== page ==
Implications of a common private keys directory in 2.1

Carola Grunwald caro at
Sun Dec 4 21:59:23 CET 2016

Peter Lebbing wrote:
>On 25/11/16 00:03, Carola Grunwald wrote:

>I think it would be better to implement the proxy on the client machine,
>instead of on a server machine. That way, all secrets stay on the client
>machine, and you could still use regular e-mail clients, just with an
>IMAP server at the localhost. This seems *so* much better than a server
>which can decrypt all client data! But let's take for granted that you
>want to do it as you want to do it, on a server.

You can do it either way. For several years now I myself run the proxy
server on my laptop computer, holding a few dozen nyms for different

>I doubt you would run into any trouble just using a separate homedir per
>user account. I don't think agents take a lot of resources. When the
>user logs out, you make the agent quit as well. You could remove its
>socket; it will notice and quit within a short while. There's also the
>Assuan command KILLAGENT which does what it says on the tin. I don't
>know what interface to GnuPG you were planning to use, but I would
>strongly suggest GPGME; it's the official way of programmatically using
>GnuPG. That said, I don't know if GPGME offers a way to issue the
>KILLAGENT command.

It's not about planning, the proxy system is in use for years.

I started the project in 2006, for a short time with PGP 6.x DLLs, then
moved to GnuPG 1.4, which, apart from the missing --faked-system-time
option still works great, very reliable, extremely stable. Three months
ago I thought it was time to adapt it to GnuPG 2.1, and the problems
began. Just at the moment I have seven (!) gpg-agent.exe entries sharing
the same HomeDir listed in the Windows Task-Manager, six of them frozen,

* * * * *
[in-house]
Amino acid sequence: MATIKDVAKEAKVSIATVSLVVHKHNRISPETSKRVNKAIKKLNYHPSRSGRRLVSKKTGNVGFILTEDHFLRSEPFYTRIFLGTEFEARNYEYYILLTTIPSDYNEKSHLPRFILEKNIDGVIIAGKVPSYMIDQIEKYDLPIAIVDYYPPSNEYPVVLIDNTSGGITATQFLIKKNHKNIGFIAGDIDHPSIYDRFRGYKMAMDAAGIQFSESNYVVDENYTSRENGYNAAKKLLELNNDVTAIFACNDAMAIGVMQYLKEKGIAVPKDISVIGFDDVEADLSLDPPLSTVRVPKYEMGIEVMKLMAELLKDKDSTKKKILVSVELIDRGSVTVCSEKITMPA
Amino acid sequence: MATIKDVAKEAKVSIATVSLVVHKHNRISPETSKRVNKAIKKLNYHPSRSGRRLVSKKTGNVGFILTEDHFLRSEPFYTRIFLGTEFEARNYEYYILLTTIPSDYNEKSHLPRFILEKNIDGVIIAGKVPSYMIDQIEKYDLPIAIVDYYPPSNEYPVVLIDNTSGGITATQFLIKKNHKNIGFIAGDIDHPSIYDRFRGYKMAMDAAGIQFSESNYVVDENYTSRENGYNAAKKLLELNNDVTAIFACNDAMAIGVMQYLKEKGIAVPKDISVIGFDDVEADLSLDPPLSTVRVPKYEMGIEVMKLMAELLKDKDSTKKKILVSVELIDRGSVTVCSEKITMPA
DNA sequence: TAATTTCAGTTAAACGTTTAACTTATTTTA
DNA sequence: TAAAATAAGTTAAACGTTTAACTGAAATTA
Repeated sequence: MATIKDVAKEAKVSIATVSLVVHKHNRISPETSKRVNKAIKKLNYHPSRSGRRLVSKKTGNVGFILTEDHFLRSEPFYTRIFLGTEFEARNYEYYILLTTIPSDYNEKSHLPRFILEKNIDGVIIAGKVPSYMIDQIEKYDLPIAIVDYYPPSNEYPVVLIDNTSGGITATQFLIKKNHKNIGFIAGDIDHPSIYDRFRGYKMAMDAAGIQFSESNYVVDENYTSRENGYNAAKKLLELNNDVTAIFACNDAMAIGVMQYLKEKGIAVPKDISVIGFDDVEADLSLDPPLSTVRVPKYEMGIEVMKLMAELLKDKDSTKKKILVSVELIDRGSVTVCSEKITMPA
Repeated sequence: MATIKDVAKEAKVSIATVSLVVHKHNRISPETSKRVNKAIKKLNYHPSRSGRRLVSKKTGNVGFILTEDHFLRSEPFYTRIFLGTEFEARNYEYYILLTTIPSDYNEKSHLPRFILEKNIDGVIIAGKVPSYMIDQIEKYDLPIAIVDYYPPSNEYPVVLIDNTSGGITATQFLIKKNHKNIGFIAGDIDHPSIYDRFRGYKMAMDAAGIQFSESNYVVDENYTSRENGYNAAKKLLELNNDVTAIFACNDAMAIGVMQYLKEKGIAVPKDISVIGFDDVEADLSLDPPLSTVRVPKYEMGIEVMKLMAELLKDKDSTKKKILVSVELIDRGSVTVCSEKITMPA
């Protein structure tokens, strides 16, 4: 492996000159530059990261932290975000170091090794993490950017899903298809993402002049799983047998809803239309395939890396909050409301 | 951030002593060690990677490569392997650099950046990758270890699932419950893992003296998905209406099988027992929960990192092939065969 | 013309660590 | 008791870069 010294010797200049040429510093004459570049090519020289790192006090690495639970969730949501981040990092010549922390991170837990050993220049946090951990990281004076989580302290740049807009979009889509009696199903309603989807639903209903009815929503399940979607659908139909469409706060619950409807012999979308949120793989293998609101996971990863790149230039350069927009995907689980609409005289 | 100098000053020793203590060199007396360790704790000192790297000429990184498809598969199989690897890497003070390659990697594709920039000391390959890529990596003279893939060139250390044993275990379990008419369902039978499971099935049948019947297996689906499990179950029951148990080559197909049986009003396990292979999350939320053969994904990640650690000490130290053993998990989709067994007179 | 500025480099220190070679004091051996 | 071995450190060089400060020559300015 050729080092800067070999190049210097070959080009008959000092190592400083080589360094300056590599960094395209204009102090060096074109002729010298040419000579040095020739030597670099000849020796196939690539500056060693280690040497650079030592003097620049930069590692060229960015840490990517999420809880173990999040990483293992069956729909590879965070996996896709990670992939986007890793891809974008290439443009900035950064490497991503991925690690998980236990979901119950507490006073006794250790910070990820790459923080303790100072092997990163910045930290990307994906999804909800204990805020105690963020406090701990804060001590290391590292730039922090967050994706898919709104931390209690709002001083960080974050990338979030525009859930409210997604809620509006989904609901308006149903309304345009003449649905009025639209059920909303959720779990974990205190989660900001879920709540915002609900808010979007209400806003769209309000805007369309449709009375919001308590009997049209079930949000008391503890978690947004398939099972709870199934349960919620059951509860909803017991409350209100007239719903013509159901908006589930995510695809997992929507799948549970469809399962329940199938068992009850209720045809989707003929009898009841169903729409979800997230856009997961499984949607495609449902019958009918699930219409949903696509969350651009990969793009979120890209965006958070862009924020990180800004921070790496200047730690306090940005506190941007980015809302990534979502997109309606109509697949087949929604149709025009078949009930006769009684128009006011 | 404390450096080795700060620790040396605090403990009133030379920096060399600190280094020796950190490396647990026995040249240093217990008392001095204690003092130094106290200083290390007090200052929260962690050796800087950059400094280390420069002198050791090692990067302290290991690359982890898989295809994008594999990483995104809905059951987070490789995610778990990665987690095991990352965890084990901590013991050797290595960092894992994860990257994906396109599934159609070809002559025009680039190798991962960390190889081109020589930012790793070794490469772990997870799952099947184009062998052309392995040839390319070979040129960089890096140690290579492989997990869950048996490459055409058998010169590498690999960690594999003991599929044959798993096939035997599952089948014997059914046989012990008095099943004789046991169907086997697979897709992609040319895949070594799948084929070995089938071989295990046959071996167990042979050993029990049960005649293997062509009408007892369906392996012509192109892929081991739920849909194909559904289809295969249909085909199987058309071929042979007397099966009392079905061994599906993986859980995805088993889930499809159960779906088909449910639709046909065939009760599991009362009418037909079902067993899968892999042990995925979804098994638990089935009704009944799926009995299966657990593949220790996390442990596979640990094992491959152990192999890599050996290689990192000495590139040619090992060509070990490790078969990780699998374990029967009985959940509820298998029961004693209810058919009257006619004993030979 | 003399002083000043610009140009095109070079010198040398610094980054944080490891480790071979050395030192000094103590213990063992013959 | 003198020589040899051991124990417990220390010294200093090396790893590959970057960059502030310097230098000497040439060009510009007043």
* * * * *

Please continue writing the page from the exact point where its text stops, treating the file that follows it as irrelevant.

one hopefully still alive. The system is up now for no more than 48
hours. You can't run a server this way. Users ask what's going on. I'm
in trouble, seriously considering to return to 1.4.

I don't use the GPGME interface, rather call gpg.exe directly. I don't
think it makes any difference concerning performance. On program
shutdown I terminate gpg-agent.exe based on its ProcessID.

>A separate homedir per user means you get the separation you wanted.

So first of all I have to give every keyring its separate homedir to
avoid the side effect of unintentional secret key deletion across
keyrings, and to address the passphrase caching flaw I even have to keep
each single secret key isolated in its own directory.

>I don't see the purpose of using the password of the user account for
>encrypting the private key, though. It doesn't seem to add security and
>does seem to add problems. If you're worried about seizure of the data
>at rest, you could use a single server-wide passphrase to encrypt all
>private keys used by GnuPG. You could use disk encryption, that seems
>like an easy way out and would protect other sensitive data as well. Or
>you could use a specialized pinentry implementation, that always returns
>the same passphrase, which could be seeded when the server boots up.
>Pinentries are easy to write.

Full ACK. User accounts usually are LAN accounts, not that much under
attack as the encrypted message, which needs a strong key and

>If you really want to cut down on the number of running agents, I'd
>first discuss this with the GnuPG developers. Is the agent well suited
>to serve dozens, hundreds of private keys? If the design never accounted
>for this possiblity, it might be horribly inefficient or expose